Can You Claim Compensation For Injuries Outside The Office During Work Hours?

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Workers Compensation exists to cover employees who are injured during the course of their work. This helps reduce the stress of work-related injury and illness by replacing income, covering medical expenses and awarding permanent impairment payments. So, what happens when you are injured on your way to work?

If you have suffered an injury while travelling between your home and your place of work, you may be eligible for compensation.

Where can out-of-office injuries occur?

Not all work takes place in an office or business premises, and not all work-related injuries happen at the place of work. In fact, work injuries outside the workplace can still be eligible for a claim. A workers compensation claim may be awarded for an injury that takes place while:

  • on a lunch break;
  • on your way to or from training or a conference that relates to your work
  • travelling to a client meeting
  • on your way to or from a medical or rehabilitation appointment related to an existing workers compensation claim
  • travelling between your home and place of work
  • travelling to a second or third job with a separate employer; or
  • on intrastate, interstate or international travel for work-related reasons.

When can I claim workers compensation?

To be eligible for workers compensation for an injury occurring outside of the workplace, there are some limitations to be aware of. Whilst travel between your home and work is included, you can only claim if your injury happens on your way to the workplace from home, without deviating or taking an unreasonably long time on the journey.

If your injury happens at home before you have commenced your travel to your place of work, then you will not be compensated. If you are working from home as part of a flexible working arrangement, however, you may still be eligible for workers compensation.

In the instance that you are travelling outside your usual work location (such as on travel in another state or country), you must be able to prove that you were injured during the course of your employment at that location.

When can’t I claim workers compensation?

In Queensland, you will not be eligible for workers compensation if you were in breach of the law when the injuries occurred. For example, if you broke a road rule while driving to work and were involved in an accident as a result of breaking that road rule, you would not be eligible for workers compensation.

Other instances where you may not be eligible include if you deviated from your usual route to work or if the injury occurred too long before the actual leg of the journey to the workplace began. For example, you decided to run some errands or attend a non-work-related appointment between leaving home and heading to work.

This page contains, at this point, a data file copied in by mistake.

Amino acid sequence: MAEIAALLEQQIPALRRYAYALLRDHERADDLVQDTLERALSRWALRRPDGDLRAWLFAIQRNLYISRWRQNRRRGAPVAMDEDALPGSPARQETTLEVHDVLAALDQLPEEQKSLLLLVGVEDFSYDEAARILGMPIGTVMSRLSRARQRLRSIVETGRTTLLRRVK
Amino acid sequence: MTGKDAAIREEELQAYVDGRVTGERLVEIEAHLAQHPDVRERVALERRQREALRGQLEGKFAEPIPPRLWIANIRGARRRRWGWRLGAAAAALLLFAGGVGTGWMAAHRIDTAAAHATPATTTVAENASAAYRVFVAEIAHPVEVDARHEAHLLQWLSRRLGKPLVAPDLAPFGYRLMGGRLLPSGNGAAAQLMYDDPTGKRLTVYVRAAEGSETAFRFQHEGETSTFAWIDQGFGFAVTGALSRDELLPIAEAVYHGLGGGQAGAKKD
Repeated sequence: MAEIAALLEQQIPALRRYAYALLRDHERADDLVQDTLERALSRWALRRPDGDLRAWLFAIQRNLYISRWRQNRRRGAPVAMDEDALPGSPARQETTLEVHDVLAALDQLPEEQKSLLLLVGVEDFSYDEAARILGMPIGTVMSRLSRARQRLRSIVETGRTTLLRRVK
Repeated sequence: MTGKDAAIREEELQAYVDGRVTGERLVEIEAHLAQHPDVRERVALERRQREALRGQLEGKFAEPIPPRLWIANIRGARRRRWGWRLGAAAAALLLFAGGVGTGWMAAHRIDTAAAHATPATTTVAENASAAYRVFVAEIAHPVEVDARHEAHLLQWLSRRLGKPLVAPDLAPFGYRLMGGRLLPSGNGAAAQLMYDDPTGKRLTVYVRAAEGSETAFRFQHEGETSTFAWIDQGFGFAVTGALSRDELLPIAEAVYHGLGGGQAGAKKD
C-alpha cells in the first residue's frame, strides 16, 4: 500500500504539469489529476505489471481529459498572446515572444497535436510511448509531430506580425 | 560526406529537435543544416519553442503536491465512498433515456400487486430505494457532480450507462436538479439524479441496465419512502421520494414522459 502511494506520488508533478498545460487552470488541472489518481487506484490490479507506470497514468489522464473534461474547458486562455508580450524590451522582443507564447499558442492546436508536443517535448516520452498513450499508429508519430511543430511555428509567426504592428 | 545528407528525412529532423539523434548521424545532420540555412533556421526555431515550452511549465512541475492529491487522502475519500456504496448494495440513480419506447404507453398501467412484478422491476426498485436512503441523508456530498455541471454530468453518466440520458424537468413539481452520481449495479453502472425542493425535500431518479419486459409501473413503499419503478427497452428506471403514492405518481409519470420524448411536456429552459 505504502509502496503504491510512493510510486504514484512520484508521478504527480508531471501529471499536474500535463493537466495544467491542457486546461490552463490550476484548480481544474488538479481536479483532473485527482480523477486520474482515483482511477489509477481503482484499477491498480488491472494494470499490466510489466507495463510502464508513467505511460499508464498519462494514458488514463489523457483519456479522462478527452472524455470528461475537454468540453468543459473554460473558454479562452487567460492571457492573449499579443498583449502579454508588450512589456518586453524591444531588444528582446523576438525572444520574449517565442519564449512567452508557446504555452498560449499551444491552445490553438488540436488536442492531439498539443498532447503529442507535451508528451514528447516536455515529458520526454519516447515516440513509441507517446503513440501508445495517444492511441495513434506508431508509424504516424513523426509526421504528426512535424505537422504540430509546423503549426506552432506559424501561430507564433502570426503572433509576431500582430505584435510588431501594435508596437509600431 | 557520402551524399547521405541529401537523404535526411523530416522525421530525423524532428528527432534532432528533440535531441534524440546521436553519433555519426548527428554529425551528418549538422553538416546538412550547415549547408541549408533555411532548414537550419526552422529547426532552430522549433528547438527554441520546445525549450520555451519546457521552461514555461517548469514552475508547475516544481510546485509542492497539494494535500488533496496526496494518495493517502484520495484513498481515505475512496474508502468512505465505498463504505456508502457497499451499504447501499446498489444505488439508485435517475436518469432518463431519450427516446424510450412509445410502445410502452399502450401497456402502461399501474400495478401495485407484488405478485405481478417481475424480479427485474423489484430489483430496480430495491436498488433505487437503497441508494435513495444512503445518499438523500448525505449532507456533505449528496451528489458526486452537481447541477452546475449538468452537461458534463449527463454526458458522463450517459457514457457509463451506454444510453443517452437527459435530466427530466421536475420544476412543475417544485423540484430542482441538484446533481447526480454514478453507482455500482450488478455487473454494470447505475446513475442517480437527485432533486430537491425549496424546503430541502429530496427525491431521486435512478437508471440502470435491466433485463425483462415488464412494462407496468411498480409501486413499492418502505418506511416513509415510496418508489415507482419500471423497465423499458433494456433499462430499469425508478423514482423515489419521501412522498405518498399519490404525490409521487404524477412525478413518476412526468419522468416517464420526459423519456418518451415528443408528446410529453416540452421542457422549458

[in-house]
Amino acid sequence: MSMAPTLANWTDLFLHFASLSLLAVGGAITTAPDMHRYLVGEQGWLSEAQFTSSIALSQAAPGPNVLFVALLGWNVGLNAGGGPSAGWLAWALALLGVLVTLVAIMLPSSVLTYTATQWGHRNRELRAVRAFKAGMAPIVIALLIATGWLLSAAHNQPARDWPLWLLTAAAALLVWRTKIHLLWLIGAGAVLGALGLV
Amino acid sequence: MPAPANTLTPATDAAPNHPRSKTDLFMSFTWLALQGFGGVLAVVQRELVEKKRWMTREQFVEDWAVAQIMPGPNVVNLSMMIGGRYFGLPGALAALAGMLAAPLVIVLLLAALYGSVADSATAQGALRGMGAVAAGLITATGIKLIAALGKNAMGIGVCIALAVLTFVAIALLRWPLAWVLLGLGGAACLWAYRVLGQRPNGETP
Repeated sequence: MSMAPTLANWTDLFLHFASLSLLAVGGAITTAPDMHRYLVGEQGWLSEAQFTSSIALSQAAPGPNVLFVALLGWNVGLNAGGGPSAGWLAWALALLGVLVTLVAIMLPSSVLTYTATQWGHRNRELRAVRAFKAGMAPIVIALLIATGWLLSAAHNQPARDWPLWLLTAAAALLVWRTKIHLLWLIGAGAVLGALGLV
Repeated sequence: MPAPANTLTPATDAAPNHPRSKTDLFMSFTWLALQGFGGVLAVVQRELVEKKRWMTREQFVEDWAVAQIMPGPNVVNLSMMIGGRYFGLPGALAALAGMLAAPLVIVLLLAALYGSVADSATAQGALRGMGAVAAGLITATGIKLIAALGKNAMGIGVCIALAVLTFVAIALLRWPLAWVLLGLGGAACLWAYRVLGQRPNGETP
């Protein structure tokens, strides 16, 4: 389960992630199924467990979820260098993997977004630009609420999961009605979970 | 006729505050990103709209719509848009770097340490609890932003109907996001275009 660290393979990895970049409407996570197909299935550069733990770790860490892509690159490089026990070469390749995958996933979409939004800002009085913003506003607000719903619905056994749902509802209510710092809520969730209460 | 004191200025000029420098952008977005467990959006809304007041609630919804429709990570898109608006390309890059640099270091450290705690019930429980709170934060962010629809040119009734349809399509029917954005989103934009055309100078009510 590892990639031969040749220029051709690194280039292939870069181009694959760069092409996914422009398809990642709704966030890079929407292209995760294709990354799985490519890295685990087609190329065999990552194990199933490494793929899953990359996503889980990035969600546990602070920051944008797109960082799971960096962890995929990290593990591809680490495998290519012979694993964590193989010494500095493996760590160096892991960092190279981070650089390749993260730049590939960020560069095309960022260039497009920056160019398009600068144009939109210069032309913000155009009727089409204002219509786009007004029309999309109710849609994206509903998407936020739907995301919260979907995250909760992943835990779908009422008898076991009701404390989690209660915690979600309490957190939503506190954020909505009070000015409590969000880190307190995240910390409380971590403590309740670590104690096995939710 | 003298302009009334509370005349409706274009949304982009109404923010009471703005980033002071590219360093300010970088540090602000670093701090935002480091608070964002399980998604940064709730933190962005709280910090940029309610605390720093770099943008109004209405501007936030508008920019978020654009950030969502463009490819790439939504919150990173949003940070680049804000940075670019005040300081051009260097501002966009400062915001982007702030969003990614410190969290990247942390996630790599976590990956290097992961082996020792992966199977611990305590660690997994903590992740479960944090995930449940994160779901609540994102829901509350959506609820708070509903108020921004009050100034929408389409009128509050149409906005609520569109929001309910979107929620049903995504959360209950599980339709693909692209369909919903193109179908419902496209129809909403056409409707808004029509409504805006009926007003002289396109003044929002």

I’ve had an accident in a work vehicle. Am I covered?

A motor vehicle accident in a vehicle belonging to your employer carries the same rights as if you were driving your own vehicle. Depending on the facts of the case and who was at fault, you may be entitled to compensation in the same manner you would be if the accident took place outside of your regular work hours.

Your employer may have their own policy pertaining to the use of their vehicles, so if you have been injured in this type of accident you should check with your employer first.

I work for someone who self-insures. Am I covered?

Your employer has an obligation to have some type of workers compensation insurance to cover employees who sustain an injury during the course of their working duties.

Although WorkCover is the usual workers’ compensation insurer in Queensland, if your employer is a self-insurer, their insurance may be with another provider.

If you do work for a self-insurer, then your rights do not differ from those employed by an organisation that is covered by WorkCover. This includes the right to contact an independent body to review a claim for compensation that is denied. If you are injured at work, the only difference in the process will be that you would need to lodge a claim with your employer rather than WorkCover.

Who pays for compensation if my workplace is uninsured?

It is illegal for an employer to not take out some type of workers compensation insurance. If your employer does not have insurance with WorkCover or another insurer, then they are breaking the law.

If you find yourself in a situation where you have been injured at work and your employer does not have workers compensation insurance, you should still contact WorkCover immediately. If your claim is accepted, then you will still be entitled to lodge a claim for compensation from them and WorkCover will recoup the compensation back from the employer if you are eligible.

If you’ve been injured outside of work and need advice on claiming workers compensation, our experienced workers compensation lawyers in Cairns can help.